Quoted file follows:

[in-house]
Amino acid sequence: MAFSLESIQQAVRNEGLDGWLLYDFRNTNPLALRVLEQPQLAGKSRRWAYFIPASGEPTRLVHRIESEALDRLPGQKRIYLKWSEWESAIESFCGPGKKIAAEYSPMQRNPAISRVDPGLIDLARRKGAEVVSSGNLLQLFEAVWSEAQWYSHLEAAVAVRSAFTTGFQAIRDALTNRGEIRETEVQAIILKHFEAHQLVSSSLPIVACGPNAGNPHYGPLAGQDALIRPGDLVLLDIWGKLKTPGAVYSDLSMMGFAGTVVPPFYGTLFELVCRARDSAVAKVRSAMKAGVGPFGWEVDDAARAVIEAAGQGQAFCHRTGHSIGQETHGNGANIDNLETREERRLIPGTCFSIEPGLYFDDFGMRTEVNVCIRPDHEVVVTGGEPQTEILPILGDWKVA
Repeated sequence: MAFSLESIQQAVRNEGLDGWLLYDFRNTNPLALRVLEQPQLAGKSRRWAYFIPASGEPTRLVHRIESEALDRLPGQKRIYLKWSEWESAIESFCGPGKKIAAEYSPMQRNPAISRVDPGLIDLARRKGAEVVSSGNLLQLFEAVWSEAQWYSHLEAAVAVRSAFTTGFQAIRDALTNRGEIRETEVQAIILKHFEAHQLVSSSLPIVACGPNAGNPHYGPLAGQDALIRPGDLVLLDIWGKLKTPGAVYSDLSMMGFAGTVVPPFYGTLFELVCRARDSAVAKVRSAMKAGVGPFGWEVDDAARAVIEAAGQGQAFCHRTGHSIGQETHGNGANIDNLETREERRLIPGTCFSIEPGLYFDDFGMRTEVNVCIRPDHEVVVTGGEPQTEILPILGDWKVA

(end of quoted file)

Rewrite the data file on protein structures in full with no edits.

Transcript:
[in-house]
Amino acid sequence: MAFSLESIQQAVRNEGLDGWLLYDFRNTNPLALRVLEQPQLAGKSRRWAYFIPASGEPTRLVHRIESEALDRLPGQKRIYLKWSEWESAIESFCGPGKKIAAEYSPMQRNPAISRVDPGLIDLARRKGAEVVSSGNLLQLFEAVWSEAQWYSHLEAAVAVRSAFTTGFQAIRDALTNRGEIRETEVQAIILKHFEAHQLVSSSLPIVACGPNAGNPHYGPLAGQDALIRPGDLVLLDIWGKLKTPGAVYSDLSMMGFAGTVVPPFYGTLFELVCRARDSAVAKVRSAMKAGVGPFGWEVDDAARAVIEAAGQGQAFCHRTGHSIGQETHGNGANIDNLETREERRLIPGTCFSIEPGLYFDDFGMRTEVNVCIRPDHEVVVTGGEPQTEILPILGDWKVA
Repeated sequence: MAFSLESIQQAVRNEGLDGWLLYDFRNTNPLALRVLEQPQLAGKSRRWAYFIPASGEPTRLVHRIESEALDRLPGQKRIYLKWSEWESAIESFCGPGKKIAAEYSPMQRNPAISRVDPGLIDLARRKGAEVVSSGNLLQLFEAVWSEAQWYSHLEAAVAVRSAFTTGFQAIRDALTNRGEIRETEVQAIILKHFEAHQLVSSSLPIVACGPNAGNPHYGPLAGQDALIRPGDLVLLDIWGKLKTPGAVYSDLSMMGFAGTVVPPFYGTLFELVCRARDSAVAKVRSAMKAGVGPFGWEVDDAARAVIEAAGQGQAFCHRTGHSIGQETHGNGANIDNLETREERRLIPGTCFSIEPGLYFDDFGMRTEVNVCIRPDHEVVVTGGEPQTEILPILGDWKVA